Category Archives: RSPCA

What a disgrace

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The Herald Sun published the above article yesterday stating that from now on pet owners will not be able to go looking through the RSPCA s animal shelter/pound searching for their lost pet. They will instead have to produce a photo of said pet as proof of identity.

How ridiculous! What if the animal has been injured or groomed differently. The logic behind the RSPCA decision is that this is for the protection of the animals. How so??

This will no doubt lead to even more animals not being reclaimed, even more animals that will inevitably wind up being put down.

Stray Animals Day

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Today is worldwide Stray Animals Day. Please spare a thought for all the lonely, neglected strays that desperately need our help. If you can find it in your heart to open your home to one of these animals I promise you that you will not regret it.

Nobody’s Dog

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Yesterday I came across this very sad poem on the Starting Over Dog Resuce Facebook page, and I thought I would share it as a timely reminder now that summer is on its way out, and we have been getting the rain and the thunder and lightening.

If there is one thing that absolutely terrifies dogs that is thunder. Fortunately not all dogs are scared of thunder, but most are. This fear has caused many dogs to dig out of their back yards and venture out into the sometimes dangerous, sometimes cruel world.

If your dog is not microchipped and he does not have a nametag your chances of being reunited with him are quite slim.

Why would anyone want to take such a risk?

Dexter is an inside dog but even an inside dog can occasionally get out. It doesn’t take much, a gate that was not closed properly, a hole that had not been refilled.

Fortunately my Dexter is microchipped, is your dog?

NOBODY’S DOG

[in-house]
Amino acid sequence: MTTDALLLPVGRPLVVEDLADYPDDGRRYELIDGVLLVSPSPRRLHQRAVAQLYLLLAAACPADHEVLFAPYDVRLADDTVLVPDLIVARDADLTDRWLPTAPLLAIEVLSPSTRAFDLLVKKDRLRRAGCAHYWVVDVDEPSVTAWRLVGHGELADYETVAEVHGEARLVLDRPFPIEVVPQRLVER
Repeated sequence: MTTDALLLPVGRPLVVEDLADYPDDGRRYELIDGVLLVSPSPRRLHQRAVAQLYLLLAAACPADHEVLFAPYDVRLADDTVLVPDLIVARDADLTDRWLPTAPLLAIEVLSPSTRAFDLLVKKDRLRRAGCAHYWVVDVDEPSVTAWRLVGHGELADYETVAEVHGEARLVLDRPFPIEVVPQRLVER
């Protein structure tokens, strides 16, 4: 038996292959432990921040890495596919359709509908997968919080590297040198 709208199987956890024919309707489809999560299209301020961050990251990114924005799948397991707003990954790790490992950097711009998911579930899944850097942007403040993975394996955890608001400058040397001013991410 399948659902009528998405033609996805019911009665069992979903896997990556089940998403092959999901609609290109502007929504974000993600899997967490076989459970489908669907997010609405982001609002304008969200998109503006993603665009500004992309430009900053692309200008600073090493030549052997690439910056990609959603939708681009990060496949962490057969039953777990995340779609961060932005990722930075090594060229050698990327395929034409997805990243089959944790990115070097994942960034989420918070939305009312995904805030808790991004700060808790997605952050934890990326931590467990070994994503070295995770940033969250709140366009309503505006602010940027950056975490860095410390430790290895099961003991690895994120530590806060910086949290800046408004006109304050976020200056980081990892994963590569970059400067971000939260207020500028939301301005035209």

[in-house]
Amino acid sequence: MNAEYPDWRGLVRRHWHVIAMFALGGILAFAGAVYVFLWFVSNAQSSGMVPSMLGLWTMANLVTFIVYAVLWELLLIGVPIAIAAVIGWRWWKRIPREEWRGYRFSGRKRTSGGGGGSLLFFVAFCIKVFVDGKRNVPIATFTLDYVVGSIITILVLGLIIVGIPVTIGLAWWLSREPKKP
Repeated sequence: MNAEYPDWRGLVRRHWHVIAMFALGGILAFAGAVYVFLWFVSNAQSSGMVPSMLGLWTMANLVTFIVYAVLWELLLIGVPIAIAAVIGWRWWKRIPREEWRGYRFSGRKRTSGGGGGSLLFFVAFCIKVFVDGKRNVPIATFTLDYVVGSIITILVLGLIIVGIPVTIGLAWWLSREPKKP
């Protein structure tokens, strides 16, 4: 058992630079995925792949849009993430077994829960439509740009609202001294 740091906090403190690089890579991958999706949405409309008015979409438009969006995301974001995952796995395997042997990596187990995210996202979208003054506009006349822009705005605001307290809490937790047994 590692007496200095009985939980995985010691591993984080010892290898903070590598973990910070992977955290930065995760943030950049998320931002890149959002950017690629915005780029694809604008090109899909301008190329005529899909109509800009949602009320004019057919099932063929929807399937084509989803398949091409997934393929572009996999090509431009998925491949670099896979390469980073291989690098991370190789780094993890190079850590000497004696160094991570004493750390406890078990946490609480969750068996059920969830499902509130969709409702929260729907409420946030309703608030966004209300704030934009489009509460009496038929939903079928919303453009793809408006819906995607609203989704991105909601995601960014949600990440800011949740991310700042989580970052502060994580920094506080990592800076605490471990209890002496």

Today is the death day of nobody’s dog
Nothing will mark it but a note in the log
I’m faceless and nameless and no tears will fall
For I know in your world I have no worth at all

To you, my sweet someone, I’m a friend and a dear
We ran the wind daily and you held me so near
But the gate was left open – I chanced a walk on my own
I’d have cowered in fear if only I’d known

I know how you cried on the night that I strayed
I know how you searched, I know how you prayed
But I went to a pound far far from our home
Where I crouched in despair in my kennel alone

I know that you phoned for I heard your dear voice
And I hoped you would hear me so I barked myself hoarse
Although I’m a Lab cross with stockings all white
On their form I’m a Staff cross – the description’s not right

So they said I’m not here and I sank to my bed
My kennel cough’s worse and I can’t raise my head
The rescue came yesterday but they hadn’t a place
For an un-neutered cross breed with his mucus-streaked face

If only you’d come to search for me here
You would have known me at once, you would have sensed I was near
You would have sorted my ills, you would have carried me home
And I promise our God no more would I roam

Now my eyes plead for mercy for my seven days are done
And I am waiting with dread for the final vet run
No arms will caress me as they inject me to death
No words will comfort me as I take my last breath

When the body man comes, it is fitting I’m found
In a bin bag in the freezer in the depths of the pound
Thrown away like the rubbish – no respect and no shame
Denied even the time to find you again

My loyalty and devotion they did cruelly betray
Without microchip or nametag, I am just a dispensable stray
Once waggy-tailed, once proud, beloved and free
Oh Dad look with pain at what mankind’s done to me!

Author Unknown

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Izzy’s Story

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Today I came across a very upsetting post by savingpets.com.au in regards to some really criminal behaviour that the RSPCA in Perth, Western Australia has been accused of. According to this article a beautiful timid King Charles Cavalier and her four, four week old puppies were euthanised for no comprehensible reason.

It is really is a sad day indeed when people running animal shelters are found to be harming animals instead of protecting them.

Here is the article about the RSPCA and Izzy, maybe if more people hear about this, something will get done to prevent other innocent animals losing their lives.
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The RSPCA WA is being questioned by the state government regarding their processes for euthanasia.

The WA Government has raised fears the RSPCA is destroying pets that could be kept alive.
Documents obtained by The Sunday Times reveal Agriculture Department boss Rob Delane was told of a case last year where medical histories did not support the destruction of some pets.

“It is unclear whether the RSPCA had sufficient grounds to destroy these animals,” a briefing note for Mr Delane dated May 2013 said

The notes prepared for Mr Delane warn the RSCPA’s processes were “inadequate”.

Even RSPCA staff seemed to have little faith in the ‘system’;